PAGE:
Witold Lutosławski first travelled to Cologne in June 1960, for the World Music Days. On that occasion, he was elected vice president of the International Society for Contemporary Music, and he would hold that post for the next six years. Besides the official concerts, there was also an informal strand to the society’s work. ‘I remember when my stepfather returned from Germany and told me about what was happening in the so-called avant-garde – related Lutosławski’s stepson, Marcin Bogusławski, then a student of architecture. – That was a concert at which German professors dressed in dark suits, white shirts and appropriate ties were sat in the front rows. On the stage, meanwhile, the artists took a piano to pieces, before hurling eggs at those professors. When I started to laugh at this, Witold said: “Don’t laugh, it’s a very important function that they’re performing. They’re overthrowing the existing canons, which have to be overturned every so often”.’
It is not surprising that in a city so favourable to the then avant-garde as Cologne, Lutosławski’s latest and most unconventional work to date, Jeux vénitiens, was performed as early as 1961, and so just after its very first performance. On 24 October 1961, in the Musik der Zeit concert series organised by the WDR, it was played by the Warsaw Philharmonic under Witold Rowicki. After hearing the work, one reviewer wrote: ‘Lutosławski’s ideas tower above the imagination of his Western colleagues through a fusion of structurality and spontaneity’. Cologne radio broadcast that recording many times, all the more readily in that a great interest was arising in Germany at that time in the ‘Polish school’, and the emotional quality of that ‘Polish avant-garde’ was emphasised many times. A consequence of that attitude was the WDR’s readiness to commission from Lutosławski an oboe concerto for Lothar Faber, during the mid sixties, although ultimately nothing came of it. Another project that failed to get off the ground was the intention conceived a few years later of obtaining a second cello concerto from Lutosławski for another virtuoso, namely Siegfried Palm, an enthusiast of modernity who was associated with Cologne.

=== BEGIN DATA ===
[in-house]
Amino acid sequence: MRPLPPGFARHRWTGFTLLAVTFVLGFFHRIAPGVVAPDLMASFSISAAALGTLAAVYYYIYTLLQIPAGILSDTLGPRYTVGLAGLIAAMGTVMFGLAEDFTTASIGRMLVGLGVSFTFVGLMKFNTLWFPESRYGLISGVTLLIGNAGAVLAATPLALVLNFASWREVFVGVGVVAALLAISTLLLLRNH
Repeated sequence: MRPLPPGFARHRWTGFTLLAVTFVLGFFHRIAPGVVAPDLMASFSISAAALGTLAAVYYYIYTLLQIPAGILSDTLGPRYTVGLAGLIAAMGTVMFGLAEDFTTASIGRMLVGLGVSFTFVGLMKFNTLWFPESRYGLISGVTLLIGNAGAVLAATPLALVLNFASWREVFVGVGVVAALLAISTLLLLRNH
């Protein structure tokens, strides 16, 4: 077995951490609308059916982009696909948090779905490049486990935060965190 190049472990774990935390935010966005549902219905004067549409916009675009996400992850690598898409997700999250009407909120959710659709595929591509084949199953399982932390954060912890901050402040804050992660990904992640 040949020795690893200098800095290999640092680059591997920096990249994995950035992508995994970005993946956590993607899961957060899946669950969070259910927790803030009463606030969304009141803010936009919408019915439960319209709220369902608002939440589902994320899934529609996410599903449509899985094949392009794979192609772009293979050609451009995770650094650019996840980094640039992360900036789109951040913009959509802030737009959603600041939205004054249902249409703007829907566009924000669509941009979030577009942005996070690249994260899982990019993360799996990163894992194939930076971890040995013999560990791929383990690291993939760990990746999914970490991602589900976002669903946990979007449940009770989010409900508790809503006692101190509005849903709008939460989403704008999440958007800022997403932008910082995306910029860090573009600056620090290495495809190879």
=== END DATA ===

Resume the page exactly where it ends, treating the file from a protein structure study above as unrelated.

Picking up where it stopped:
Lutosławski appeared in Cologne in the role of conductor in April 1973, invited to a concert combined with a recording by the WDR radio orchestra. He returned in October 1992, giving his last concert in the city at the then new philharmonic concert hall.
Situated in Cologne were the headquarters of the record company EMI-Electrola. In May and June 1976, that company recorded in Katowice a complete set of discs featuring Lutosławski’s most important works to date, in the cutting edge quadrophonic technique. A box-set of six LPs released three years later was excellently received. It won the Deutsche Schallplatenpreis, and Lutosławski was named ‘Artist of the Year’.
It was in Cologne that the musicologist Martina Homma wrote her 700-page doctoral thesis, a scrupulous analysis of Lutosławski’s composition technique that remains the biggest theoretical work on the subject of his music.